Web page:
For easily transmitted diseases R0 can be high; for measles it is 18. Ebola is much harder to catch: estimates of R0 in different parts of the outbreak range from 1.5 to 2.2. Although there are some signs that the virus is gradually being brought under control in Guinea and Liberia, any R0 above 1 is bad news.

The inadequacies of the health-care systems in the three most-affected countries help to explain how the Ebola outbreak got so dangerous.

Spain, which has gone 21 days without a new case following its first locally transmitted case in early October, spends over $3,000 per person at purchasing-power parity on health care; for Sierra Leone, the figure is just under $300.

The United States, which suffered its first Ebola fatality on October 8th, has 245 doctors per 100,000 people; Guinea has ten. The particular vulnerability of health-care workers to Ebola is therefore doubly tragic: as of November 2nd there had been 546 cases among medical staff in the three west African countries, and 310 deaths.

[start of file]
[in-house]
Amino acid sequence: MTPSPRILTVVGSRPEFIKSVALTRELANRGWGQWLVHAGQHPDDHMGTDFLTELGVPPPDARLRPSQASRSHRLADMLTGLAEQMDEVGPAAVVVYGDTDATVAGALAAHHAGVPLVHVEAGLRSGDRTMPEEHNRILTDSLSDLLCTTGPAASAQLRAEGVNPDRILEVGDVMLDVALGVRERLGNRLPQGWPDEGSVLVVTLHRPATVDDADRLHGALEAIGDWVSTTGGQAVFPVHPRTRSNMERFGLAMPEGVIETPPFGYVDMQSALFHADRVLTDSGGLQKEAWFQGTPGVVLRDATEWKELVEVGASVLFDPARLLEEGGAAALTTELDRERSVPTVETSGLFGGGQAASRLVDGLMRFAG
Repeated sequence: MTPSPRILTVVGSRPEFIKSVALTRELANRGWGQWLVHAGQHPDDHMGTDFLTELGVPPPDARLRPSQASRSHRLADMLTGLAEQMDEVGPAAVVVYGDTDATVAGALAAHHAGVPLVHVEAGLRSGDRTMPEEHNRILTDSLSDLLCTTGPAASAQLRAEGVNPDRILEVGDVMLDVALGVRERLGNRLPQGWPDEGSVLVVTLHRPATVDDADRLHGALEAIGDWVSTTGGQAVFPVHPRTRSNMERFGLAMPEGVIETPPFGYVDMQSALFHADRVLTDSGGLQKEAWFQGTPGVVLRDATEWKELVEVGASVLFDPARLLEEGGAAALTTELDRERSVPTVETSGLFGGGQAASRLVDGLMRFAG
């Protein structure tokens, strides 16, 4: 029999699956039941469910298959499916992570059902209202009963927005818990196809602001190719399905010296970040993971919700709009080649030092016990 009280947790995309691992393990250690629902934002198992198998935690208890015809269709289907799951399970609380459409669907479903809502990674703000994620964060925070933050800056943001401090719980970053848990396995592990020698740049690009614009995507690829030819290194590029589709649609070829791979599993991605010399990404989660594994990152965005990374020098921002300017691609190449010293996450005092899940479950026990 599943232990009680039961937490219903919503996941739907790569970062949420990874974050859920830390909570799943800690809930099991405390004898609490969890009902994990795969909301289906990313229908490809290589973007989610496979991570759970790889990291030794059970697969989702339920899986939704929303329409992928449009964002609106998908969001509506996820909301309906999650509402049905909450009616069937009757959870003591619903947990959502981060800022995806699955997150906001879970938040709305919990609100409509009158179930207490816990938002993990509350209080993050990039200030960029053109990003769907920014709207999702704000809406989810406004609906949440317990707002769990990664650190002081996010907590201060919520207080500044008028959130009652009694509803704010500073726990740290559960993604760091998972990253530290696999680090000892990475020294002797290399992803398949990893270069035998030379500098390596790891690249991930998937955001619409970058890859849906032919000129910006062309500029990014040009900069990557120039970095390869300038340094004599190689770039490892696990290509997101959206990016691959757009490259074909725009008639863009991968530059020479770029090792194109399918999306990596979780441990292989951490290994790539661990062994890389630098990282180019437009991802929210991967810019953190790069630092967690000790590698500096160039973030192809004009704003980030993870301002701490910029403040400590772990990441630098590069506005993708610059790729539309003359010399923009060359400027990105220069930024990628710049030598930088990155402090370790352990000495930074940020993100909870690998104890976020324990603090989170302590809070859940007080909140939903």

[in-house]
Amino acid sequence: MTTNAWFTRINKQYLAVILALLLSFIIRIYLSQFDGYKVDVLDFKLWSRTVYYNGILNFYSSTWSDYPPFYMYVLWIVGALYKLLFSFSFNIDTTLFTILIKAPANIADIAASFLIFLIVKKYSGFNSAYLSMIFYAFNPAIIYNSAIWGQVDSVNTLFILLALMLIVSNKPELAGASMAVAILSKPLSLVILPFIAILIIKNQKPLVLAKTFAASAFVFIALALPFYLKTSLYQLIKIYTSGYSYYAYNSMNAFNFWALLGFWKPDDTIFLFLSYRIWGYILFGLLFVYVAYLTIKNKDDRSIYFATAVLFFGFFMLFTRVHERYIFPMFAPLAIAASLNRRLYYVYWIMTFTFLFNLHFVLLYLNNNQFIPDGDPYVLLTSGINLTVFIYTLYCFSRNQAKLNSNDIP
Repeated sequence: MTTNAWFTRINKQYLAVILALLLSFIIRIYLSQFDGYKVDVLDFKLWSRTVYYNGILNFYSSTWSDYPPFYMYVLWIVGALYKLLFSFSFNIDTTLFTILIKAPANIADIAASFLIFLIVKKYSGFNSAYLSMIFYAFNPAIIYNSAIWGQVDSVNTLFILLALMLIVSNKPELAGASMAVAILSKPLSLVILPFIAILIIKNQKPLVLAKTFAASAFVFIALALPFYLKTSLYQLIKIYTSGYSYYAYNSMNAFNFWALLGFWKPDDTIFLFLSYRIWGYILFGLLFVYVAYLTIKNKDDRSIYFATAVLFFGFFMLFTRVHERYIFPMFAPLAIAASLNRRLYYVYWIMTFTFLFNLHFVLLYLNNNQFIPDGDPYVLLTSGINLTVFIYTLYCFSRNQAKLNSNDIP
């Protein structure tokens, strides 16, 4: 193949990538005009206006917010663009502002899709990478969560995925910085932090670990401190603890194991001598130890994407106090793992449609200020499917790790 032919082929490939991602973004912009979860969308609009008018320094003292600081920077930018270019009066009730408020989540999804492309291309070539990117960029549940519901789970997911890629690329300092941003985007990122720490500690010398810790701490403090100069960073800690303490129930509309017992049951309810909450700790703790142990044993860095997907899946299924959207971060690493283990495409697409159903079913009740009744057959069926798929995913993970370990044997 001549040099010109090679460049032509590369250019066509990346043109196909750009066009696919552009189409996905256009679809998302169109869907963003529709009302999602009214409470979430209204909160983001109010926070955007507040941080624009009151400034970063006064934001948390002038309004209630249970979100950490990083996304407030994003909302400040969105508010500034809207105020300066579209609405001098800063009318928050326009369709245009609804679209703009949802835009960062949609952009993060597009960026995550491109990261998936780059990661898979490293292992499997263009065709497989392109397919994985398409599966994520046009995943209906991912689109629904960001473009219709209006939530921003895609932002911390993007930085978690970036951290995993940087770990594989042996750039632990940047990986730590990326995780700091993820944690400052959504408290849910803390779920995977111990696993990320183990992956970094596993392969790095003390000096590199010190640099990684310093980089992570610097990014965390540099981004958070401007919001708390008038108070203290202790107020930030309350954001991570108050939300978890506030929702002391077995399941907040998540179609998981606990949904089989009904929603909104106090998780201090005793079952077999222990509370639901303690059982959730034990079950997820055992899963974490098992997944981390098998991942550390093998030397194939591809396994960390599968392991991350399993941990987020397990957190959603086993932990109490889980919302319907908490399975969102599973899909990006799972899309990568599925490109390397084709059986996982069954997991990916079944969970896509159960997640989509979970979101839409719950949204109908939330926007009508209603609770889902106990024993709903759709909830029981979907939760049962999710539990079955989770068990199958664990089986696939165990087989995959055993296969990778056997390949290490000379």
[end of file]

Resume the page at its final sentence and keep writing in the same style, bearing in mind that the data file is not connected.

Ebola is not just a medical emergency, but an economic one. Sick people cannot work; fear of sickness keeps others from coming to work. Transportation and travel is disrupted.

An impact assessment by the World Bank, released on October 8th, estimated the short-term impact of the outbreak on the economies of Guinea, Liberia and Sierra Leone in terms of forgone GDP at $359m.

Depending on whether the outbreak is contained quickly or slowly, the damage will continue into next year; under the Bank’s gloomier “High Ebola” scenario, the economic loss to Liberia in 2015 would be the equivalent of 12% of GDP.